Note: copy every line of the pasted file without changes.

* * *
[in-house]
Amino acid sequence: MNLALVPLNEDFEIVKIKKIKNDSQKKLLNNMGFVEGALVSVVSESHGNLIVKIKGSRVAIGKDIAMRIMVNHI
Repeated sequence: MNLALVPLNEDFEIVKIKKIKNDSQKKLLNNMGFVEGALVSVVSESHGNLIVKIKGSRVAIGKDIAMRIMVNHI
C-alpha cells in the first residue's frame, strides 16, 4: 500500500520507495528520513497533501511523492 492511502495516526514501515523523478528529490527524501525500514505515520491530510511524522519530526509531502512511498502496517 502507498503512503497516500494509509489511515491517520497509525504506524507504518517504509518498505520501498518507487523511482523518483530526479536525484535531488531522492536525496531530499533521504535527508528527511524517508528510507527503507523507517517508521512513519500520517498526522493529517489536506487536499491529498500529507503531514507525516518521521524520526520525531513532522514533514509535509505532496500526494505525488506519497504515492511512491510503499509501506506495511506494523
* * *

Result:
[in-house]
Amino acid sequence: MNLALVPLNEDFEIVKIKKIKNDSQKKLLNNMGFVEGALVSVVSESHGNLIVKIKGSRVAIGKDIAMRIMVNHI
Repeated sequence: MNLALVPLNEDFEIVKIKKIKNDSQKKLLNNMGFVEGALVSVVSESHGNLIVKIKGSRVAIGKDIAMRIMVNHI
C-alpha cells in the first residue's frame, strides 16, 4: 500500500520507495528520513497533501511523492 492511502495516526514501515523523478528529490527524501525500514505515520491530510511524522519530526509531502512511498502496517 502507498503512503497516500494509509489511515491517520497509525504506524507504518517504509518498505520501498518507487523511482523518483530526479536525484535531488531522492536525496531530499533521504535527508528527511524517508528510507527503507523507517517508521512513519500520517498526522493529517489536506487536499491529498500529507503531514507525516518521521524520526520525531513532522514533514509535509505532496500526494505525488506519497504515492511512491510503499509501506506495511506494523